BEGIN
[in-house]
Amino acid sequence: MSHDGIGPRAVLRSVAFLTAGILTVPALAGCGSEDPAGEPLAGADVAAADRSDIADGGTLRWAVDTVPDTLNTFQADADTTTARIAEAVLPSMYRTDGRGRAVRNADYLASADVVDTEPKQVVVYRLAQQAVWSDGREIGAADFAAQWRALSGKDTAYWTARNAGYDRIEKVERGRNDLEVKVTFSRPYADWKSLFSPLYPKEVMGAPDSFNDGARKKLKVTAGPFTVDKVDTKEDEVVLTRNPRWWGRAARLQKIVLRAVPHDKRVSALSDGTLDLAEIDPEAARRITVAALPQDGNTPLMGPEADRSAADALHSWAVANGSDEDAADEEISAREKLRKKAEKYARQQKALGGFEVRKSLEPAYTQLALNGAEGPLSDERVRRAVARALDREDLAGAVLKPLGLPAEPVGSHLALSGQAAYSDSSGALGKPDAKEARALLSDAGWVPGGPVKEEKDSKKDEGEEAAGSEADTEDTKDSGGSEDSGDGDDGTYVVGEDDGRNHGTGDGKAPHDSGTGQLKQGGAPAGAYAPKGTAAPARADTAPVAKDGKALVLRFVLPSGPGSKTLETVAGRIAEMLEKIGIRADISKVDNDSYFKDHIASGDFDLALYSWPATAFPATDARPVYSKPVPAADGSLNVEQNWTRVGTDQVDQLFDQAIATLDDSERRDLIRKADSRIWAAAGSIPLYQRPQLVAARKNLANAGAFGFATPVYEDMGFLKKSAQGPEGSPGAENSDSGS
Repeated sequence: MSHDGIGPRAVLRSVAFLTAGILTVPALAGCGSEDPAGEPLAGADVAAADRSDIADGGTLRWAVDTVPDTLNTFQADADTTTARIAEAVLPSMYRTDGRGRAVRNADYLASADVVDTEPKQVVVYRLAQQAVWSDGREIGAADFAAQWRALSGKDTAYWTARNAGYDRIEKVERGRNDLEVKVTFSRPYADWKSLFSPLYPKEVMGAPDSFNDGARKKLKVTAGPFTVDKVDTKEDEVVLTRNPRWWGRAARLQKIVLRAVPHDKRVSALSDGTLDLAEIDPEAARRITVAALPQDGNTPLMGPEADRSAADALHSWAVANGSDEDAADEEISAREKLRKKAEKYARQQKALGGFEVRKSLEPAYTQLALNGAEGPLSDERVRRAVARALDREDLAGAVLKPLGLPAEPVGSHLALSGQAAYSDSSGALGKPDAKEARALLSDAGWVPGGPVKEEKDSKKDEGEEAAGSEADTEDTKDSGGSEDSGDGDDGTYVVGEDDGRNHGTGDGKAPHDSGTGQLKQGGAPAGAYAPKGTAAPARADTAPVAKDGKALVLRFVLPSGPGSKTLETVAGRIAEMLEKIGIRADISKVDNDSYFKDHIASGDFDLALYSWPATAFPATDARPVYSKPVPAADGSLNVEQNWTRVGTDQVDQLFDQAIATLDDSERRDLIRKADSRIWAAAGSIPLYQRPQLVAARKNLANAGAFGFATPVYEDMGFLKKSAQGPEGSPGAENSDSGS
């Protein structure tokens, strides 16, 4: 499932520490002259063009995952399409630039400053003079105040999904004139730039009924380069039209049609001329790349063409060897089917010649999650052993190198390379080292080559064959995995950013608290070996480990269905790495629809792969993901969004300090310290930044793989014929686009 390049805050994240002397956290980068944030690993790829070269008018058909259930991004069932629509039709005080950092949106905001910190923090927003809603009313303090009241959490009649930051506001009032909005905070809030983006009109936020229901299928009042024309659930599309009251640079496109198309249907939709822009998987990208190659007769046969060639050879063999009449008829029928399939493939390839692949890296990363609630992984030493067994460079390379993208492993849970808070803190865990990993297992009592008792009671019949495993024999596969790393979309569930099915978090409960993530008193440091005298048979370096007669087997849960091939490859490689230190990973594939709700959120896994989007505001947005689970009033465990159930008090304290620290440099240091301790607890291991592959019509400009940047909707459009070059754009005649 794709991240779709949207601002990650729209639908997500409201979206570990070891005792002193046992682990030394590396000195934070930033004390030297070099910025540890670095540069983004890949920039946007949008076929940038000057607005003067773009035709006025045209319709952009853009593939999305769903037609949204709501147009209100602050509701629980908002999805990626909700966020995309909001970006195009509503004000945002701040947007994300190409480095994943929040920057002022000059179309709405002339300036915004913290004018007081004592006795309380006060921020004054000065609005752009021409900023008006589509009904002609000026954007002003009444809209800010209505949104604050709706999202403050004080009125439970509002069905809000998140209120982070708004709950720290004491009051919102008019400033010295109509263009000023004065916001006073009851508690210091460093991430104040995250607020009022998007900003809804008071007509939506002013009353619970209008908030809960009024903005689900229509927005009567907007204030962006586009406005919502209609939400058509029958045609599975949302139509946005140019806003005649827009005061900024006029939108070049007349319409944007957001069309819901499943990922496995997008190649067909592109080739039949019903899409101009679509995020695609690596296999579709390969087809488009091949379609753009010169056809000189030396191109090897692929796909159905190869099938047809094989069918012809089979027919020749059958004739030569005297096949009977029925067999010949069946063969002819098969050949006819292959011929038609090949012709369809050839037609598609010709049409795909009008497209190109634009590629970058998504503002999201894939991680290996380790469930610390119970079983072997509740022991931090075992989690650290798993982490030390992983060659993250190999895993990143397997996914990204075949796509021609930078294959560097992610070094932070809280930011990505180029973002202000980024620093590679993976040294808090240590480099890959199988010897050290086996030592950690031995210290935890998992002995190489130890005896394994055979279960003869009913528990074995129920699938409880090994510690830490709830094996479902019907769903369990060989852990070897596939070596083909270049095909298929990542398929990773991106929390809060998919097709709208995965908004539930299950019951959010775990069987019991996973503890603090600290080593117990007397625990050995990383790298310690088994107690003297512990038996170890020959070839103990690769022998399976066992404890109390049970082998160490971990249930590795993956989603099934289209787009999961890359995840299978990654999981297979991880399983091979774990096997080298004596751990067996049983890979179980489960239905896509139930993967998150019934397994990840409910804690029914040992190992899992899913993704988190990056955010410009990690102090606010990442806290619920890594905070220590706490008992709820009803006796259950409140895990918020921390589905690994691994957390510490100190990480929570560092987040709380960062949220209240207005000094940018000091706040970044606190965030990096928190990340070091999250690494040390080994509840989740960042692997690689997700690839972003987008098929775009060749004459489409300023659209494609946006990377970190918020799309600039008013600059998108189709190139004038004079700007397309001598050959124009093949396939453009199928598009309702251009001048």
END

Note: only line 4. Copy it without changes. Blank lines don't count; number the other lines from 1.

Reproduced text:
């Protein structure tokens, strides 16, 4: 499932520490002259063009995952399409630039400053003079105040999904004139730039009924380069039209049609001329790349063409060897089917010649999650052993190198390379080292080559064959995995950013608290070996480990269905790495629809792969993901969004300090310290930044793989014929686009 390049805050994240002397956290980068944030690993790829070269008018058909259930991004069932629509039709005080950092949106905001910190923090927003809603009313303090009241959490009649930051506001009032909005905070809030983006009109936020229901299928009042024309659930599309009251640079496109198309249907939709822009998987990208190659007769046969060639050879063999009449008829029928399939493939390839692949890296990363609630992984030493067994460079390379993208492993849970808070803190865990990993297992009592008792009671019949495993024999596969790393979309569930099915978090409960993530008193440091005298048979370096007669087997849960091939490859490689230190990973594939709700959120896994989007505001947005689970009033465990159930008090304290620290440099240091301790607890291991592959019509400009940047909707459009070059754009005649 794709991240779709949207601002990650729209639908997500409201979206570990070891005792002193046992682990030394590396000195934070930033004390030297070099910025540890670095540069983004890949920039946007949008076929940038000057607005003067773009035709006025045209319709952009853009593939999305769903037609949204709501147009209100602050509701629980908002999805990626909700966020995309909001970006195009509503004000945002701040947007994300190409480095994943929040920057002022000059179309709405002339300036915004913290004018007081004592006795309380006060921020004054000065609005752009021409900023008006589509009904002609000026954007002003009444809209800010209505949104604050709706999202403050004080009125439970509002069905809000998140209120982070708004709950720290004491009051919102008019400033010295109509263009000023004065916001006073009851508690210091460093991430104040995250607020009022998007900003809804008071007509939506002013009353619970209008908030809960009024903005689900229509927005009567907007204030962006586009406005919502209609939400058509029958045609599975949302139509946005140019806003005649827009005061900024006029939108070049007349319409944007957001069309819901499943990922496995997008190649067909592109080739039949019903899409101009679509995020695609690596296999579709390969087809488009091949379609753009010169056809000189030396191109090897692929796909159905190869099938047809094989069918012809089979027919020749059958004739030569005297096949009977029925067999010949069946063969002819098969050949006819292959011929038609090949012709369809050839037609598609010709049409795909009008497209190109634009590629970058998504503002999201894939991680290996380790469930610390119970079983072997509740022991931090075992989690650290798993982490030390992983060659993250190999895993990143397997996914990204075949796509021609930078294959560097992610070094932070809280930011990505180029973002202000980024620093590679993976040294808090240590480099890959199988010897050290086996030592950690031995210290935890998992002995190489130890005896394994055979279960003869009913528990074995129920699938409880090994510690830490709830094996479902019907769903369990060989852990070897596939070596083909270049095909298929990542398929990773991106929390809060998919097709709208995965908004539930299950019951959010775990069987019991996973503890603090600290080593117990007397625990050995990383790298310690088994107690003297512990038996170890020959070839103990690769022998399976066992404890109390049970082998160490971990249930590795993956989603099934289209787009999961890359995840299978990654999981297979991880399983091979774990096997080298004596751990067996049983890979179980489960239905896509139930993967998150019934397994990840409910804690029914040992190992899992899913993704988190990056955010410009990690102090606010990442806290619920890594905070220590706490008992709820009803006796259950409140895990918020921390589905690994691994957390510490100190990480929570560092987040709380960062949220209240207005000094940018000091706040970044606190965030990096928190990340070091999250690494040390080994509840989740960042692997690689997700690839972003987008098929775009060749004459489409300023659209494609946006990377970190918020799309600039008013600059998108189709190139004038004079700007397309001598050959124009093949396939453009199928598009309702251009001048």